Can you tell us what the risks or possible complications of tube feeding are, please? Does Aria pull at it at all?
There can be huge risks with ng tube feeding such as the tube can move from the stomach and go into the lungs. This is also why you must test before every feed so the milk doesn’t go into the lungs. Luckily Aria is really good with her tube. When she does pull it out, it’s usually in her sleep. But the tube can be pulled out a number of times a day to a few times a week. Every time the tube comes out the community nurses will put a new ng tube back in.
Putting the tube back in is traumatic for Aria, myself and the nurses as you can imagine having a tube put through your nostril, down your oesophagus and into your stomach isn’t pleasant. I can be trained to put the tube down myself but for me personally this is something I don’t feel comfortable doing, so I cuddle Aria instead whilst the nurses carry out the procedure. I’ll be honest there are many times I have a little cry after the procedure with Aria as it’s so distressing to see your baby in so much discomfort. But we know it’s for the best and we will be forever grateful for the ng tube.
Does having the tube restrict any activities that you can do with Aria?
To make sure the ng tube doesn’t restrict any activities, bath time or through the night whilst Aria sleeps I like to make sure her tube is safe and not around her neck. I manage this with the ng feeding tube Bow I’ve created. I put the tube through the bow holes and clip the bow to Aria’s clothing or hair. Once the ng tube bow is set up Aria can enjoy her activities like her ballet class without any restrictions and do what all the other toddlers do in her class.
Do you find yourself having to explain to others about Aria’s need to be tube fed? Does this bother you or are you happy that people ask so that they can be educated?
Yes, I do, because like myself I didn’t know enough as to why a child would need to be tube-fed. Behind every tube-fed child there is an enormous amount of strength and courageous challenges of what themselves, parents and carers have been through.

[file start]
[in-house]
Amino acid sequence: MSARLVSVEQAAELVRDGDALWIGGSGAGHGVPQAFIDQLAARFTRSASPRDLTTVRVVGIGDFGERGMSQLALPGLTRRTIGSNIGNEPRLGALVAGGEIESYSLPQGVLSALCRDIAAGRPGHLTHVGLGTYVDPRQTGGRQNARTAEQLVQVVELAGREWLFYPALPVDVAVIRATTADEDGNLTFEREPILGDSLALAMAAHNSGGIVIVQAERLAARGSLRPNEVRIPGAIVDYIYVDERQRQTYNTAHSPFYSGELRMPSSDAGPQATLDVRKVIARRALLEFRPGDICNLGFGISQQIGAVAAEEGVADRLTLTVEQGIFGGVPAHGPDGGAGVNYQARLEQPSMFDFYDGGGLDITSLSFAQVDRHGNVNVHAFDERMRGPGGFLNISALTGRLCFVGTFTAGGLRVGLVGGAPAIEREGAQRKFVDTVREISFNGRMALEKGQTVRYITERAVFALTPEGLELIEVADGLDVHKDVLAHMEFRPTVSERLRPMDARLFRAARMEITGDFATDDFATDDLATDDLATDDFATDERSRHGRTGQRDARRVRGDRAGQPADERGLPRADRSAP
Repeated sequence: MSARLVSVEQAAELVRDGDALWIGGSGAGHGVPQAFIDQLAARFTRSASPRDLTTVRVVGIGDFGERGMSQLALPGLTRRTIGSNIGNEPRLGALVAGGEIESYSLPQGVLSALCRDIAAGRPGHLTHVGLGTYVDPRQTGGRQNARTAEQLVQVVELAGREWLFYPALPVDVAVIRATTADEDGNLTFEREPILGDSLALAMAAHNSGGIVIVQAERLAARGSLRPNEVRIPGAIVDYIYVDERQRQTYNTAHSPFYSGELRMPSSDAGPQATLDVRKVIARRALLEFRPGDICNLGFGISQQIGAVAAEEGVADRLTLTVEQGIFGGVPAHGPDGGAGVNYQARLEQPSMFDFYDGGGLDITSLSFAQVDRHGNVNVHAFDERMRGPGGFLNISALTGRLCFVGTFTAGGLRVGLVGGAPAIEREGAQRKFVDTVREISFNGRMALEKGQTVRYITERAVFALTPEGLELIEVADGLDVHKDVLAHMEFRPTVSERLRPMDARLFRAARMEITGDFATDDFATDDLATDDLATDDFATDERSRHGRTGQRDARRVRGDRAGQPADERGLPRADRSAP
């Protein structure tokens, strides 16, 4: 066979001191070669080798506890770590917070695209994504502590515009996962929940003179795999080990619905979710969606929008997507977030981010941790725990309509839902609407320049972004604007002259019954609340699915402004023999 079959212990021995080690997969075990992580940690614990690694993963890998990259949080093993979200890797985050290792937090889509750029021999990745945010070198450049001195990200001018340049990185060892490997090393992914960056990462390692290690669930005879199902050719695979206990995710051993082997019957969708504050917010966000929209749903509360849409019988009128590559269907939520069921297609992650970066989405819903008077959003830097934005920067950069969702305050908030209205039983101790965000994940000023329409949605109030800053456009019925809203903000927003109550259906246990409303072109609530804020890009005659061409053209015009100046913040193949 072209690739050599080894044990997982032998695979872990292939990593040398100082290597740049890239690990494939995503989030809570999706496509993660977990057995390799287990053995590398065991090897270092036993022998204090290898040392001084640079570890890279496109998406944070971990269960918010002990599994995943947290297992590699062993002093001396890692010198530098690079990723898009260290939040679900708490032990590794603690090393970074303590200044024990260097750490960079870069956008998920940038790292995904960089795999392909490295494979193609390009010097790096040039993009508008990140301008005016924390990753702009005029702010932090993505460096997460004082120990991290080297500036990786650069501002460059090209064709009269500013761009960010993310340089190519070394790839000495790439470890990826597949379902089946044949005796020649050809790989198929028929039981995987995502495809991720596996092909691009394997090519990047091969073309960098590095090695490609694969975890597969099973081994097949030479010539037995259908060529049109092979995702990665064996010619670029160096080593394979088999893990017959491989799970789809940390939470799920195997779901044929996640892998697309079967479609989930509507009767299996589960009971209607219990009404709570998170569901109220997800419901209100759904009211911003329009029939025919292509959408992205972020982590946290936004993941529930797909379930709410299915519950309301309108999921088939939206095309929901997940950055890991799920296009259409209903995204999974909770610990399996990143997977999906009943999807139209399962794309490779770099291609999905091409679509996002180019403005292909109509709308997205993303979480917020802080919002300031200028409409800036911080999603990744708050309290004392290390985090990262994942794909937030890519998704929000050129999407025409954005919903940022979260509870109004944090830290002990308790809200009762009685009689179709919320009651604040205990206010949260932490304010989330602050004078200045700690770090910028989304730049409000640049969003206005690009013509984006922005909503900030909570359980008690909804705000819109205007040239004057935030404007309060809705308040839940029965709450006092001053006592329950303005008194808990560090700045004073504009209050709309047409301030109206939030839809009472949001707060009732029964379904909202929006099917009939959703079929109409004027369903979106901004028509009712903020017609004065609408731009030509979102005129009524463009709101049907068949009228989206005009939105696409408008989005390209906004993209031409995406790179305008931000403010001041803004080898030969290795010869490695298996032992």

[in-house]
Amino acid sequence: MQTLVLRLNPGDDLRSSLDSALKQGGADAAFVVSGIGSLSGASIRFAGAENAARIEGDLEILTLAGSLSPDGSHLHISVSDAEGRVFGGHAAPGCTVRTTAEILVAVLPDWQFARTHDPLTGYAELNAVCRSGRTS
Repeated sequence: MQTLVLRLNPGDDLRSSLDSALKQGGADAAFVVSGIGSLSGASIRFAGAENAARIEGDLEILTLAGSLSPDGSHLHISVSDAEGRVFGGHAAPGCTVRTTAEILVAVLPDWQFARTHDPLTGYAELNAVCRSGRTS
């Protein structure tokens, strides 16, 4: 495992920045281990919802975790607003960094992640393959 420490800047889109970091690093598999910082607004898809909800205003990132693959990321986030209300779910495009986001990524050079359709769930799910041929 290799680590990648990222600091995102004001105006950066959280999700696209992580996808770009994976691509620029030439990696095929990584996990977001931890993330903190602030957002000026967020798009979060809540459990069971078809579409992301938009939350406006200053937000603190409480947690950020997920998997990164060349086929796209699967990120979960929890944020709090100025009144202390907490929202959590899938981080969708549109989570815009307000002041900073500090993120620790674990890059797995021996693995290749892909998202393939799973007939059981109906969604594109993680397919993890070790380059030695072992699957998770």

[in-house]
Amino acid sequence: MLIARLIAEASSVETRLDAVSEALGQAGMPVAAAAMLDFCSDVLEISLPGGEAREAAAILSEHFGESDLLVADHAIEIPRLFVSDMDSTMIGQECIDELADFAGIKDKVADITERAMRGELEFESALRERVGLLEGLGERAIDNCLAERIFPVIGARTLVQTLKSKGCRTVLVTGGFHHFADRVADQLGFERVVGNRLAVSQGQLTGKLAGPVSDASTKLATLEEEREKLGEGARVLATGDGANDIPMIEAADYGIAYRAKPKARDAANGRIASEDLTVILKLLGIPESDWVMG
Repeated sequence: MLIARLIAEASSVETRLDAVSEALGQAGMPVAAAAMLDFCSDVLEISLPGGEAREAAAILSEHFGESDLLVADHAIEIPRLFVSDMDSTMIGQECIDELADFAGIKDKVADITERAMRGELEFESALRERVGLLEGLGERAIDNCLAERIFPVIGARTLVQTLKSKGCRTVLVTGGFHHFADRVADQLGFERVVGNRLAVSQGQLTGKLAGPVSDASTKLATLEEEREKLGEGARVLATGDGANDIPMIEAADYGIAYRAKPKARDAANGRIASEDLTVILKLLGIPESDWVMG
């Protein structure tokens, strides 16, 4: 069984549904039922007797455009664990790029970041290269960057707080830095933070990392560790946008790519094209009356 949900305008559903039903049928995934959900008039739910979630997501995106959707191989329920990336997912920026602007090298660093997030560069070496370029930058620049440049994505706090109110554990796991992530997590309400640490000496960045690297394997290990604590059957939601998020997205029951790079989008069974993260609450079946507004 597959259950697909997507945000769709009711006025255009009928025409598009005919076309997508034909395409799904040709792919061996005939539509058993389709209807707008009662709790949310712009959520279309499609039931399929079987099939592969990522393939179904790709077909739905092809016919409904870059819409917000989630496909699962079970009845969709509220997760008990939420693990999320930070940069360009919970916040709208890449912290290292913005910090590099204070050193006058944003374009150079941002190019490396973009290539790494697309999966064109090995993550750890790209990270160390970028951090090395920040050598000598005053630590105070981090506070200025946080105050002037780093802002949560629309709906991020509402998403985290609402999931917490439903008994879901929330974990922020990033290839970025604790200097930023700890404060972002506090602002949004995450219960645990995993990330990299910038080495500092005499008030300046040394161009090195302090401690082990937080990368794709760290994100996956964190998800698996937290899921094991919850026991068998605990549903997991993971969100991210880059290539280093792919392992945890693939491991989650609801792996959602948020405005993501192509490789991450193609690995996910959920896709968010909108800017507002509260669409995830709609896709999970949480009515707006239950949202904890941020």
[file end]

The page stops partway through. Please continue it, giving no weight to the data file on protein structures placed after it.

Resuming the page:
I like and respect when people ask questions about Aria’s tube because this means I can educate and spread awareness about an amazing method of feeding my baby girl. #tubefeedingawareness
Is there much support available for tube feeding parents? Have you found your friends have been supportive?
I feel there could be more support available for tube feeding parents. For me personally, I had to join social media to find support. There are great tube feeding awareness support groups you can join on social media. I’ve found great support from parents of tube-fed children from across the world who I can share and relate with, which has had a huge positive impact on my life as a #tubieMum
My friends, family and work colleagues have all been supportive throughout our tube feeding journey.
If you would like to contact me or follow our blog you can @dolly_x_i on Instagram. There you will find all of the amazing #tubie groups, blogs and tube feeding clothing and accessories businesses I follow.
Thank you to all of the staff at The Starlight Unit at Wythenshawe NHS Hospital